Mainstream media outlets covering ongoing political unrest in Venezuela portray opposition protesters as peace-loving progressives who want to democratize their country.
Turning a blind eye to their ongoing violence, these outlets paint a rose-colored picture of what Venezuela would look like if the opposition took power.
But for Oscar Schemel, president of independent Venezuelan polling firm Hinterlaces, the opposition has no vision beyond violence.
“Standing before a country that demands answers and solutions, the opposition isn’t presenting any proposal other than ‘get rid of (President Nicolas) Maduro now,’” Schemel wrote in a recent editorial. “It’s the same thing they tried with Chavez, and it didn’t work at all.”
Earlier this month, Hinterlaces conducted polls across Venezuela, asking residents about their thoughts on the Bolivarian Revolution, the opposition and rising tensions between both parties. Here’s what they found:
- 6 percent approve international intervention to remove Maduro from power.
- 87 percent disapprove of any international military intervention in Venezuela.
- 90 percent reject violent right-wing protests.
- 83 percent are in favor of dialogue.
- 67 percent think the priority of this dialogue should be to resolve the country’s economic problems.
Hinterlaces’ findings echo polls conducted by Venezuelan polling organization Meganalisis, which released a study last month revealing that 74.3 percent of Venezuelans don’t trust the country’s right-wing opposition.
“From the National Assembly a series of expectations were created that unfortunately were not fulfilled,” Venezuelan political scientist Jose Vicente Carrasquero said about Meganalisis’ survey, El Nuevo Heraldo reports.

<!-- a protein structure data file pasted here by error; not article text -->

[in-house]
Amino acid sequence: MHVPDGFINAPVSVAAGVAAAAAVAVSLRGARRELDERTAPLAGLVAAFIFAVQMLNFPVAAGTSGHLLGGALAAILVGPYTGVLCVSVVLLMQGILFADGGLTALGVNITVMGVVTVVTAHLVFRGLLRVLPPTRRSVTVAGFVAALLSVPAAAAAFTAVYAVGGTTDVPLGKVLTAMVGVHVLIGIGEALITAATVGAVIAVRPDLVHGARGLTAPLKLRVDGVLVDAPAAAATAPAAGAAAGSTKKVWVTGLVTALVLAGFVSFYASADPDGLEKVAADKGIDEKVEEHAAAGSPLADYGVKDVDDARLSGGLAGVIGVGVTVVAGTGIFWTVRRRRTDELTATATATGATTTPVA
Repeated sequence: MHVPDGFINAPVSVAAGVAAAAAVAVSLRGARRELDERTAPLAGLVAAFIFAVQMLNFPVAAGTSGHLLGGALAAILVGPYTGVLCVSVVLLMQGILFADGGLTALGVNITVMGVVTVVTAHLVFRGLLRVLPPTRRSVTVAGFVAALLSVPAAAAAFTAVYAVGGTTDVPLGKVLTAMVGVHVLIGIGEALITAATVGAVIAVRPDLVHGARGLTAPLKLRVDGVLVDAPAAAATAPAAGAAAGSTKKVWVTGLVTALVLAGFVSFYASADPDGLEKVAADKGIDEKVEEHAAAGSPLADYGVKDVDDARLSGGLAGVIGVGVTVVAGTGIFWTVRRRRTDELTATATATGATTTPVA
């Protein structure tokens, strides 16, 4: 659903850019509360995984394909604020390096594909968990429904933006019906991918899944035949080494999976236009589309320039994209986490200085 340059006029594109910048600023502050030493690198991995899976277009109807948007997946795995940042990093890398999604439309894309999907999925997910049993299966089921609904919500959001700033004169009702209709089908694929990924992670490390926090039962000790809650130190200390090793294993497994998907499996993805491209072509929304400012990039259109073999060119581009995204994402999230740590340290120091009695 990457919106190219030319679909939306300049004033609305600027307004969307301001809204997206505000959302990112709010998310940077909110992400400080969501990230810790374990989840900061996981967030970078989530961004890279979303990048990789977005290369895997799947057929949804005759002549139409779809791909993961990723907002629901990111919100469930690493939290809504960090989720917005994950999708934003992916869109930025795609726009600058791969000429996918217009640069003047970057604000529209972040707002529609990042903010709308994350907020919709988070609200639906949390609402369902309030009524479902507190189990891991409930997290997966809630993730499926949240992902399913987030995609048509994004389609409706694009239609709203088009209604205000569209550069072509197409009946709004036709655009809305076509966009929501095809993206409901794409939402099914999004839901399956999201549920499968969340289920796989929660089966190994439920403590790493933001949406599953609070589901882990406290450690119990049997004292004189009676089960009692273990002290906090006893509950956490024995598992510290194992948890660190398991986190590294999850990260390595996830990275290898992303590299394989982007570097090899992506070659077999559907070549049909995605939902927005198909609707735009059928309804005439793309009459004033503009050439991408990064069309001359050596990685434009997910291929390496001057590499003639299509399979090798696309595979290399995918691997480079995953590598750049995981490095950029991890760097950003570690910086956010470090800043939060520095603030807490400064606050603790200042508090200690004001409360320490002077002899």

Carrasquero referenced the promises made by the opposition-controlled National Assembly to reverse socialist legislation.
Since winning a majority in the National Assembly during Venezuela’s 2015 parliamentary elections, right-wing opposition lawmakers have been scrambling to preserve legitimacy.
Not only is there ideological infighting between the MUD’s centrist Popular Will and right-wing Justice First parties, but the opposition lawmakers have also been accused of filibustering and blocking progressive legislation proposed by the ruling United Socialist Party of Venezuela.
For these reasons, Schemel believes the opposition would have tremendous challenges governing Venezuela if they were to take power.
“For the national and international ultra-right, they aren’t proposing coexistence or alternation (of political power), let alone consensus,” Schemel also wrote in his editorial.
“On the contrary, they (the opposition) are engaged in a strategy of creating chaos and neurosis across Venezuelan society, to destroy Chavismo, reconfigure the national-popular culture and impose despair (on the people).”